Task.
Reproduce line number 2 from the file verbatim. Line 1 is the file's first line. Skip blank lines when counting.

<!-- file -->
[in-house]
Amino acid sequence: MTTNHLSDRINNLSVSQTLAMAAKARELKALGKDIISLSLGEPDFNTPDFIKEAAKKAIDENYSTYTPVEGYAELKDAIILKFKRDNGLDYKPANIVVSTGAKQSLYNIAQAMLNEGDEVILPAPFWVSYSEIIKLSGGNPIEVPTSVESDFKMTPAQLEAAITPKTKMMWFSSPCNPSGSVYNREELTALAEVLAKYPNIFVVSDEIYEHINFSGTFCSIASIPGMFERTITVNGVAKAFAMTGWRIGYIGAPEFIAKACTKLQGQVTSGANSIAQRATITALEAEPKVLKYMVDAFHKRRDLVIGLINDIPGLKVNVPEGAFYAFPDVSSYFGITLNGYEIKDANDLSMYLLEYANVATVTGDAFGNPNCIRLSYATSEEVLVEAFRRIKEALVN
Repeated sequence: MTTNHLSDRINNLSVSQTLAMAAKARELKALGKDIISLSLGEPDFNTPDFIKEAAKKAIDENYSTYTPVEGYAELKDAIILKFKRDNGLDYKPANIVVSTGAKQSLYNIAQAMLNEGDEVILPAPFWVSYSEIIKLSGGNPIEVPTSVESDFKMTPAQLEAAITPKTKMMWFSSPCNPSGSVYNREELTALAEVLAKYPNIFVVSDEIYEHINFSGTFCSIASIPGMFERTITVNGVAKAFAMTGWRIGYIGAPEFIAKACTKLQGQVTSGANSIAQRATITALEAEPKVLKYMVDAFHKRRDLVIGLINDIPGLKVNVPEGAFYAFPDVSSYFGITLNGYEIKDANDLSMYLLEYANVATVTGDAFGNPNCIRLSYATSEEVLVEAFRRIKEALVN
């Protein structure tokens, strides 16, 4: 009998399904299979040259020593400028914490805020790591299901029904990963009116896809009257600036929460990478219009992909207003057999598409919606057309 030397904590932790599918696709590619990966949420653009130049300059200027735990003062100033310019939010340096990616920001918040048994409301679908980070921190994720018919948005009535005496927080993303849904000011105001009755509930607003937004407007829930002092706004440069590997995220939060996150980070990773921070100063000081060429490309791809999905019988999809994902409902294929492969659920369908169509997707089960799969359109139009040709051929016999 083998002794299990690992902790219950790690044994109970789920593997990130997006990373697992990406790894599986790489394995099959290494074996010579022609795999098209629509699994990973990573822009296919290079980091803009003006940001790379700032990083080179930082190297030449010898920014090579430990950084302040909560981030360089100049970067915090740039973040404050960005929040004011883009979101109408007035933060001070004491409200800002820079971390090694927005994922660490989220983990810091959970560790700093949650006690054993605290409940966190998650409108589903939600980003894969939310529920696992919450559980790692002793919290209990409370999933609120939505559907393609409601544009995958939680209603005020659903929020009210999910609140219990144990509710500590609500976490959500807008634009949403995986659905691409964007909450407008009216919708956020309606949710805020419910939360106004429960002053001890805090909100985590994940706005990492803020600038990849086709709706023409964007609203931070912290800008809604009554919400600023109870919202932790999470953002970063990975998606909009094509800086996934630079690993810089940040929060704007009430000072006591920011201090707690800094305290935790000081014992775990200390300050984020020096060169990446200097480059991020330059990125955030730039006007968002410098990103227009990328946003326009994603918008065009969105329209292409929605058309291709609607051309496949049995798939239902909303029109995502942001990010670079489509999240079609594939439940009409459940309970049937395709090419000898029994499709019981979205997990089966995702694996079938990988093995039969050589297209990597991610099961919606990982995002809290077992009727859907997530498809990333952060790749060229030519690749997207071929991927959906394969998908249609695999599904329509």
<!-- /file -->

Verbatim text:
Amino acid sequence: MTTNHLSDRINNLSVSQTLAMAAKARELKALGKDIISLSLGEPDFNTPDFIKEAAKKAIDENYSTYTPVEGYAELKDAIILKFKRDNGLDYKPANIVVSTGAKQSLYNIAQAMLNEGDEVILPAPFWVSYSEIIKLSGGNPIEVPTSVESDFKMTPAQLEAAITPKTKMMWFSSPCNPSGSVYNREELTALAEVLAKYPNIFVVSDEIYEHINFSGTFCSIASIPGMFERTITVNGVAKAFAMTGWRIGYIGAPEFIAKACTKLQGQVTSGANSIAQRATITALEAEPKVLKYMVDAFHKRRDLVIGLINDIPGLKVNVPEGAFYAFPDVSSYFGITLNGYEIKDANDLSMYLLEYANVATVTGDAFGNPNCIRLSYATSEEVLVEAFRRIKEALVN